V. Simple Battery (PHA) - Level II

    An actual and intentional touching or striking of another person against his or her will, or the intentional causing of bodily harm to an individual.

    W. Threat/Intimidation (TRE) - Level III

    (instilling fear in others) An incident where there was no physical contact between the offender and victim, but the victim reasonably believed that physical harm could have occurred based on verbal or nonverbal communication by the offender. This includes nonverbal threats and verbal threats of physical harm which are made in person, electronically or through any other means.

    X. Tobacco (TBC) - Level IV

    (cigarettes or other forms of tobacco/nicotine) The possession, sale, purchase, distribution, or use of tobacco or nicotine products on school grounds, at school-sponsored events, or on school transportation by any person under the age of 21. Tobacco incidents cannot be Drug-related.

    Y. Trespassing (TRS) - Level III

    (illegal entry onto campus) To enter or remain on school grounds/campus, school transportation, or at a school-sponsored event/off campus, without authorization or invitation and with no lawful purpose for entry. Only incidents involving a student currently under suspension or expulsion, or incidents where any offender (student or non-student) was previously issued an official trespass warning by school officials, or where any offender was arrested for trespass are required to be reported in SESIR. Trespass incidents that did not have a prior official warning, did not result in arrest, or did not involve students under suspension or expulsion should be reported as locally defined incidents according to district policies.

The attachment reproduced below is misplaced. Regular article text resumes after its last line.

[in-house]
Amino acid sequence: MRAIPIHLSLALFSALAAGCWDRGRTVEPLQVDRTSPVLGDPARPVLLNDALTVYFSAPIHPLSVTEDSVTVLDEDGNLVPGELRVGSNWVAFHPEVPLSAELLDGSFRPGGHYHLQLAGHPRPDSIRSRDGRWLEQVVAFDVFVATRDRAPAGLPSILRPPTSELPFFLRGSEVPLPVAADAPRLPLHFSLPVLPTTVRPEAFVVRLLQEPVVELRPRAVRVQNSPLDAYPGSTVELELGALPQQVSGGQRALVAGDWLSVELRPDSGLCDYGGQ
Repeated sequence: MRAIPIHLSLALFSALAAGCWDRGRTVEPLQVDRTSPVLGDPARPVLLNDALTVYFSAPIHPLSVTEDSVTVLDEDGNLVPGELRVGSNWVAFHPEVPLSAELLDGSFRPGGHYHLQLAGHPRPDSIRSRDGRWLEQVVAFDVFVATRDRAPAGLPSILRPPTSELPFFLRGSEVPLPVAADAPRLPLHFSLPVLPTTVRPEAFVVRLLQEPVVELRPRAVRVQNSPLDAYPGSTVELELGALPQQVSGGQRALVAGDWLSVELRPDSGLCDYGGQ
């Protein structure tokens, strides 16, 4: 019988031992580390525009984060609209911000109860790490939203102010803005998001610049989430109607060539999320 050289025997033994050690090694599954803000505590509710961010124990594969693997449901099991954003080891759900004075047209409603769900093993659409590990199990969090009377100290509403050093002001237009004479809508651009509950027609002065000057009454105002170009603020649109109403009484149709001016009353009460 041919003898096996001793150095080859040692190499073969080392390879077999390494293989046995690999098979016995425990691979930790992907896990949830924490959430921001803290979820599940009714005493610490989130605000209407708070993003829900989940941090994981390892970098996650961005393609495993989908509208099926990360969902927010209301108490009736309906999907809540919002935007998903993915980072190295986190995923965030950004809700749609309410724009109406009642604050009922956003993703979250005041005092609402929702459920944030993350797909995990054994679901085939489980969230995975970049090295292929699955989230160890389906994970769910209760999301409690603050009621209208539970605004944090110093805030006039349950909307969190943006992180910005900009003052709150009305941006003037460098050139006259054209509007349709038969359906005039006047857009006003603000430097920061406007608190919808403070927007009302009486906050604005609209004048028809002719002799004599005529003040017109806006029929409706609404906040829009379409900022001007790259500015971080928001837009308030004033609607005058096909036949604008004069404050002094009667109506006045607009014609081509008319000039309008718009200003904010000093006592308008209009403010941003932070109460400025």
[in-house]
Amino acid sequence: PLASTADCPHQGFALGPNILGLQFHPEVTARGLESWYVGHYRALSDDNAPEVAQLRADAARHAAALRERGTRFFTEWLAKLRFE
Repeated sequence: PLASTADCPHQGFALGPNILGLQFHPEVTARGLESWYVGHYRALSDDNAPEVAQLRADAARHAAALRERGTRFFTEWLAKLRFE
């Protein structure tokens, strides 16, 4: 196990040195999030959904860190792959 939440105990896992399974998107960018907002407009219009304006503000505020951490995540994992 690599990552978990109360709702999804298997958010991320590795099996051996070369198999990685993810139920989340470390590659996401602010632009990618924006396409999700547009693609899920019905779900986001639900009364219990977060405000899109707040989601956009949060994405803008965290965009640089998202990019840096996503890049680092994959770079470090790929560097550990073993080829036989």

Z. Weapons Possession (WPO) - Level II

    (possession of firearms and other instruments which can cause harm) Possession of a firearm or any instrument or object as defined by s. 790.001(6) and (13), F.S., that can inflict serious harm on another person or that can place a person in reasonable fear of serious harm.

    The following acts require specific consequences:

    II. Tobacco, Nicotine and Vaping

    Use of tobacco, nicotine and vaping products, as well as tobacco-related devices at school, during a school-sponsored activity, or during school-sponsored transportation is a violation of the Code of Student Conduct.

    A. Definitions

    For purposes of this policy, use of tobacco, nicotine and vaping products shall mean all uses of tobacco, including cigars, cigarettes, pipe tobacco, chewing tobacco, snuff, or any other matter or substances that contain tobacco, nicotine or vaping substance as well as any uses of electronic cigarette/cigar, vaping devices or any other product designed to imitate any of the products mentioned herein regardless of whether it contains tobacco, nicotine or vaping substance.

    Use of tobacco, nicotine and vaping products shall not include use of nicotine patches or nicotine gum for their intended purposes, so long as Florida law does not prohibit the student, based upon the student’s age, from possessing nicotine patches or nicotine gum.

    B. Consequences for Violation